Women Warriors From The Sky
As the Twentieth Century came to an end, women were now full-fledged
Aviators, Airborne Soldiers and Space Adventurers.
Here are some of their stories.
(October 6, 1978)
Liu Yang, China’s first female astronaut is a national heroine, a Chinese media superstar and having landed in her capsule under a parachute, an honorary Lady of Skydiving.
Banners herald China’s first female “taikonaut”.
Born on October 6, 1978, Liu joined the People’s Liberation Army in 1997 and became a pilot at Changchun No. 1 Flight College. Rising to the rank of major, she flew cargo planes. Liu was praised as her country’s Sully Sullenberger, for her cool handling of her jet after a bird strike by a flock of pigeons; she was able to safely land the massive and heavily damaged aircraft.
Recruited into the astronaut corps in 2010 and after two years of astronaut training, Liu excelled, and along with another woman, Wang Yaping, was selected for the astronaut corps.
In March 2012, Liu was selected for the mission of Shenzhou-9 manned spacecraft, becoming China’s first female astronaut.
On June 16, 2012, at 10:37:24 UTC Liu Yang became the first Chinese woman in space, and member of the first crew to dock with the Tiangong 1 space station, which took place on June 18. The Shenzhou 9 spacecraft landed at 02:01:16 UTC on June 29 in Inner Mongolia Region under parachute.
—“I love children and life. Being a housewife and spending time with the family is a type of happiness, but being an astronaut perhaps is another type of happiness that not everyone could have”
Sherri Jo Gallagher
U.S. Army Staff Sergeant and Golden Knight, Sherri Jo Gallagher is one of the top long-range rifle “marksmen” in the country, and was named 2010 Army Soldier of the Year, the first woman to earn this title.
Sherri Jo shouldered her first rifle at the tender age of five. Coming from a family of champion rifle and clay pigeon shooters, Sherri Jo’s pedigree as a “rifleman” is unmatched. In August 2010, Sherri was the second woman to win the NRA’s National High Power Rifle Championship; the first woman had been her mother, Nancy Tompkins.
Born in 1984, Sherri Jo attended Prescott Christian High School in Prescott AZ.
After graduation, in 2008 Sherri Jo enlisted in the U.S. Army, attended Basic at Ft Leonard Wood and trained as a truck driver. Her shooting skills were soon recognized and she was stationed at Ft. Benning, where she completed the Warriors Leaders Course and where she served as a shooter/competitor/instructor on the Army Marksmanship Unit. Sherri Jo competed in a number of World and National Championships. She also instructed Squad Designated Marksmanship classes for soldiers in long range rifle engagements. In 2010, she competed and won the Army Soldier of the Year Competition.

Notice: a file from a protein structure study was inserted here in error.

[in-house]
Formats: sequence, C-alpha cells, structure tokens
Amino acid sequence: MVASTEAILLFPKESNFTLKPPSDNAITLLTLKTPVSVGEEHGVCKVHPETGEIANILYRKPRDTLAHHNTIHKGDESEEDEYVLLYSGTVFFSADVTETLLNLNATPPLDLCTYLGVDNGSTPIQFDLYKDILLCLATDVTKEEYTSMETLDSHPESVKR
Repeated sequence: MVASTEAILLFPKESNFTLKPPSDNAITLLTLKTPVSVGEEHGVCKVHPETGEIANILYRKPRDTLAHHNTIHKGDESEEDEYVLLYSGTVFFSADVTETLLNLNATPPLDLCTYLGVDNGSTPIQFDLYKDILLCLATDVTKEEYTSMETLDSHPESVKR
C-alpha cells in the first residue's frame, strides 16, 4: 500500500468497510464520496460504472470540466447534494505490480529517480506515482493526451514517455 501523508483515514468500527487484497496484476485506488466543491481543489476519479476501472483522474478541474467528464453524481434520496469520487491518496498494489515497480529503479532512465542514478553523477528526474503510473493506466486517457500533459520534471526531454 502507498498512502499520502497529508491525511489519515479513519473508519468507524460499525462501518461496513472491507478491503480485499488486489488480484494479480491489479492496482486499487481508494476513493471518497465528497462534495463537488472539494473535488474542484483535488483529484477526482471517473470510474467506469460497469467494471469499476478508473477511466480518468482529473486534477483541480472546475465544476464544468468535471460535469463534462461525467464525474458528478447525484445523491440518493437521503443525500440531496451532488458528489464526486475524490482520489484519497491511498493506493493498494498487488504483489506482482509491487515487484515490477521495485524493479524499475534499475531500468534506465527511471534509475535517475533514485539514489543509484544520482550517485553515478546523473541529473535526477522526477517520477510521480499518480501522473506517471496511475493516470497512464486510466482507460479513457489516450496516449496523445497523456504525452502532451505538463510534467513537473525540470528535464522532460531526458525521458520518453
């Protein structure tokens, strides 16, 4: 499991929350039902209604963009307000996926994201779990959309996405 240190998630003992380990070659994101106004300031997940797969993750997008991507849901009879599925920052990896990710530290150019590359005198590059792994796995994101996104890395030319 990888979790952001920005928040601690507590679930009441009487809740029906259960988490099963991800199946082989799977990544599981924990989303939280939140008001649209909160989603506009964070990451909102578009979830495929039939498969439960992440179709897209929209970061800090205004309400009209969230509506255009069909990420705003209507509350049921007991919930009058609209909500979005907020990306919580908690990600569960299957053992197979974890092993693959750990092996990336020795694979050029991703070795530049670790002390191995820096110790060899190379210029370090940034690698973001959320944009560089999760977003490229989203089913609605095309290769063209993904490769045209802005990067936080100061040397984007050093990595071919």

Sherri Jo learned to jump in October 2010, when she was assigned to the Army Airborne School at Fort Benning where she earned her Jump Wings, logging over 2000 jumps in addition to her five military static line exits, Sherri Jo joined the U.S. Army Parachute Team, the Golden Knights.
SSG Gallagher has had one combat tour, has been awarded the President’s Hundred Tab/Brassard,Airborne Wings, Meritorious Service Medal, two Army
Commendation Medals, and four Army Achievement Medals.
In her “down” time, Sherri Jo enjoys flying in the wind tunnel, long range rifle competition, theater, literature,crossfit training and yoga.
In 2013, Sherri Jo was profiled by Business Insider as one of the “Most Impressive Women in the U.S.”
“There is no goal too high for someone. If there’s something you really want to do and you’re motivated, it’s your venue to accomplish it”—Sherri Jo Gallagher
Monica Lin Brown
(May 24, 1988)
On the late evening of April 25, 2007, Eighteen year old Army 82nd Airborne PFC Monica Lin Brown rushed out of her Humvee after a vehicle in her convoy was hit with an IED. Braving small arms fire, PFC Brown selflessly put herself in harm’s way to save the lives of two critically wounded fellow soldiers. “There was small arms coming in from two different machine-gun positions, mortars falling … a burning Humvee with 16 mortar rounds in it, chunks of aluminum the size of softballs flying all around.”—Brown’s platoon leader, SSgt.Martin Robbins.
After rescuing both men, she put her medical expertise to work treating both injured brothers for helicopter evac, which would not arrive for nearly another hour.
Monica Lin for her gallantry was promoted to Specialist and presented the Silver Star by the Vice President in 2008. The Silver Star is the third-highest award for valor during combat. Monica Lin Brown is the first woman of the war in Afghanistan and the second woman since World War II to receive the Silver Star, the only other woman is Sgt. Leigh Ann Hester, who engaged the enemy in direct combat in Iraq in 2005.
“Kudos to my chain of command for that. I know the training, like I was given, any medic would have done the same in my position.”—Monica Lin Brown